Think tank's book says Romney not to blame for Obama health law

It's unfair to call Mitt Romney the architect of President Obama's healthcare law because of how thoroughly the Republican presidential candidate's reforms were altered under his Democratic successor, a new book argues.

The Great Experiment, a free-market analysis of the 2006 Massachusetts healthcare law, makes the case for giving states more freedom to develop and test their own healthcare solutions.

One of the book's co-authors, on Capitol Hill Tuesday to tout the book, faulted Massachusetts insurance exchange regulators and Democratic Gov. Deval Patrick for fundamentally changing the goals of Romney's reforms, for example by requiring that everyone have high-value, comprehensive coverage.

"Six months after the law was signed, there was an election and the Democrats took the corner office and as a result their political appointees were placed on the connector board and made a number of decisions that have differed from what the original vision for the reform was — or even what the debate was in the legislature," said Josh Archambault, director of healthcare policy for the nonprofit Pioneer Institute, which published the book.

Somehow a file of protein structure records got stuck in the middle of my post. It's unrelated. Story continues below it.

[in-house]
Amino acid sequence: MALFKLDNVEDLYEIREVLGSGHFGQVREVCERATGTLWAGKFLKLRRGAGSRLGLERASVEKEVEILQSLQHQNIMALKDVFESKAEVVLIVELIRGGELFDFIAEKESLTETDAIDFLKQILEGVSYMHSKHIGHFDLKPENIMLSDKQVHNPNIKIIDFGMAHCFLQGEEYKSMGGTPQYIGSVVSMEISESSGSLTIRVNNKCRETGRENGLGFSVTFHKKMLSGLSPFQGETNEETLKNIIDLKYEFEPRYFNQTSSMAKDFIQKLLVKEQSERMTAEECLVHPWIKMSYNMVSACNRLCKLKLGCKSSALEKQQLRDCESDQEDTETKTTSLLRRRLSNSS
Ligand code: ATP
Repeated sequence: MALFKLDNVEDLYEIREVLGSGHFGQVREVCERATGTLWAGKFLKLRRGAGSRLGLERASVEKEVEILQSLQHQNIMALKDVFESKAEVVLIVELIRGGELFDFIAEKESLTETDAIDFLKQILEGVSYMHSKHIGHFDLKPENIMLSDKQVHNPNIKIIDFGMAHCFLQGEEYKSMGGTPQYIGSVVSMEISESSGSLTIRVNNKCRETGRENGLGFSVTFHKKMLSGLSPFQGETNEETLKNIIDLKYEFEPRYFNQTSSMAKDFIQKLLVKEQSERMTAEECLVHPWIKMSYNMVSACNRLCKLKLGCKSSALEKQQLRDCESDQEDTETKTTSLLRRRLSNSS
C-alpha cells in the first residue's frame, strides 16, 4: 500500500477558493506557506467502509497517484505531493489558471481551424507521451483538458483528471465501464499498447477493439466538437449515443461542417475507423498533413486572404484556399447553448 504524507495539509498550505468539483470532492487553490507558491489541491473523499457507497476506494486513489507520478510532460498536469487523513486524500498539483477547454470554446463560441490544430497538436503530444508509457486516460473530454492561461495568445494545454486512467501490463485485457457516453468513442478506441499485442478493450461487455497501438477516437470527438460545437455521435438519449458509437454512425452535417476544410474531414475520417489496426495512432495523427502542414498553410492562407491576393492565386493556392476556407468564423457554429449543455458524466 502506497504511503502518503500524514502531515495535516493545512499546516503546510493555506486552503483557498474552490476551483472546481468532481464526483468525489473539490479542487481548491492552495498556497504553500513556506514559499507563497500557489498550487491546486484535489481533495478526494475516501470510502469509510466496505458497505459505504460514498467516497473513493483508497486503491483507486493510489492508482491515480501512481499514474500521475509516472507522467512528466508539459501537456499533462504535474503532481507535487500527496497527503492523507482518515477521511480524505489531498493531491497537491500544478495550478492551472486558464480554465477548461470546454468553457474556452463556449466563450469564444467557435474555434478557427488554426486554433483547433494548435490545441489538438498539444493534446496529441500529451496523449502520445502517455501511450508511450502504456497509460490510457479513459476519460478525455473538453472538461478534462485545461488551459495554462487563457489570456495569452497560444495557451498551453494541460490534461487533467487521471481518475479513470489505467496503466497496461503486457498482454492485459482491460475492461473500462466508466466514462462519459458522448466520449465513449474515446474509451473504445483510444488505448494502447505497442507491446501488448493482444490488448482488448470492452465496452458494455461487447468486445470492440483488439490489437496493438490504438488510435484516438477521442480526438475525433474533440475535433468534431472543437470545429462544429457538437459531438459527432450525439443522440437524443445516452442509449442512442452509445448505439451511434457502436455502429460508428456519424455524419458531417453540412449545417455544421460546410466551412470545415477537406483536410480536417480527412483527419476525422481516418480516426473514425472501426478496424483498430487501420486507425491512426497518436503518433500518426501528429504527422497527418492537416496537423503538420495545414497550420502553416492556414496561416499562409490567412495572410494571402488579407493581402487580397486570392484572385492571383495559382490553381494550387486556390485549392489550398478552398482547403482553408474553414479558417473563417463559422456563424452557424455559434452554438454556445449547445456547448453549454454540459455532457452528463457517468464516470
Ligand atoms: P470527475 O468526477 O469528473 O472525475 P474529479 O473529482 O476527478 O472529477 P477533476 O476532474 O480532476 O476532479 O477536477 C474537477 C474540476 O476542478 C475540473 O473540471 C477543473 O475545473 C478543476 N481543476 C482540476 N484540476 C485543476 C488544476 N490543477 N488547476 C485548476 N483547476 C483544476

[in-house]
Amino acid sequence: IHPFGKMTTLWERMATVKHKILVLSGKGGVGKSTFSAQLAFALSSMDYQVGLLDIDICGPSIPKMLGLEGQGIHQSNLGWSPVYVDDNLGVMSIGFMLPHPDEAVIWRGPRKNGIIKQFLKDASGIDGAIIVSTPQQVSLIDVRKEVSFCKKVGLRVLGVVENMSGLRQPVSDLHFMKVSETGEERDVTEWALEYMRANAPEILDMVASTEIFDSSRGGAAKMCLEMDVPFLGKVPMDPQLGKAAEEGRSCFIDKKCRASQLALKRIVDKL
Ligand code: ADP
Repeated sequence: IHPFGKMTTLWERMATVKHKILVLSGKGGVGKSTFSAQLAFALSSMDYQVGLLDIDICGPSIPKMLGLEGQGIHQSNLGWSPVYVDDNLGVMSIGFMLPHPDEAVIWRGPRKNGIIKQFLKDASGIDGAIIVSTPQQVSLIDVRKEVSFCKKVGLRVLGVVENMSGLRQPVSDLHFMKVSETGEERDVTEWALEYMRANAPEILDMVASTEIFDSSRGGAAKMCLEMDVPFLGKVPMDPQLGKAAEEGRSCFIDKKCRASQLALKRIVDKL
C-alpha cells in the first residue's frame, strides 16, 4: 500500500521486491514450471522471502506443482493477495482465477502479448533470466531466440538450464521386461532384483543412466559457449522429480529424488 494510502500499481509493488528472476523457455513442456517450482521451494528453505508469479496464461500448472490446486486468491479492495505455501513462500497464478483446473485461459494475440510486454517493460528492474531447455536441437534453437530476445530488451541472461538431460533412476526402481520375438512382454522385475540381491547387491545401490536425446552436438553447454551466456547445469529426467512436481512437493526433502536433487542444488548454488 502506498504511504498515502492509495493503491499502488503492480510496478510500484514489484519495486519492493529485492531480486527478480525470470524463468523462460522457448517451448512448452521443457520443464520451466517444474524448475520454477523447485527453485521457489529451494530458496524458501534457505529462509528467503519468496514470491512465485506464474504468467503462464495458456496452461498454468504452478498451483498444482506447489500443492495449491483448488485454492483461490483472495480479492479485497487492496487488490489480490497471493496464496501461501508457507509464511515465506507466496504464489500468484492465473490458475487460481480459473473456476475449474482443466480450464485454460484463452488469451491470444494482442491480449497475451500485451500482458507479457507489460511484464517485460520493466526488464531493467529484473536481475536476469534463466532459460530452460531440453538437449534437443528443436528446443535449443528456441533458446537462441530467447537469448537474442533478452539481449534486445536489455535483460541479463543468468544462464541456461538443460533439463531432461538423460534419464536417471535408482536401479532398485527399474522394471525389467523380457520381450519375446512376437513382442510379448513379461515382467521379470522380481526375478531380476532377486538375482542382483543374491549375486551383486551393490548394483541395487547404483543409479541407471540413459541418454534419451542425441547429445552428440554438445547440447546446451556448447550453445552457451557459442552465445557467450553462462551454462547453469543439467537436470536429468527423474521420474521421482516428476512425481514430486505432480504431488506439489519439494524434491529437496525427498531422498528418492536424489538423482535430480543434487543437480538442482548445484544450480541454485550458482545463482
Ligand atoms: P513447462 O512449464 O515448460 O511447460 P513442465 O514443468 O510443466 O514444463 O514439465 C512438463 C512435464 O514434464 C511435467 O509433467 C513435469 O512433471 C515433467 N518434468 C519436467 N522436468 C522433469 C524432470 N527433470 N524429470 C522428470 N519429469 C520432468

Romney has come under increasing criticism from primary rivals Rick Santorum and Newt Gingrich for allegedly inspiring President Obama's national healthcare reform law, particularly its mandate that everyone have health insurance. Democrats and their allies have been more than eager to add to Romney's grief by saying his reforms inspired them every chance they get.

The new book however argues Romney's successor transformed the Massachusetts law in five fundamental ways by:

• requiring far more expensive minimal coverage than the catastrophic insurance Romney had advocated for;

• increasing requirements on small businesses by requiring them to provide higher quality coverage to more workers to avoid penalties; 

• undercutting individual responsibility by offering free insurance to everyone under 150 percent of the federal poverty level;

• failing to transform the insurance marketplace for small business by limiting employee choices; and 

• failing to keep the cost of uncompensated care under control.

The Patrick administration for its part highlights the law's positives: Massachusetts has a far lower uninsurance rate than the national average (5.6 percent vs. 16.3 percent in 2010); a falling number of safety-net users (315,000 in 2010, down from 445,000 in 2006); and relatively stable premiums ($437 per month in the individual market in both 2006 and 2010) compared to the rest of the country.

The book goes on to argue that the federal government should empower states to experiment with reforms by reforming the tax treatment of insurance, creating state-administered high-risk pools and reforming Medicaid to give states more flexibility.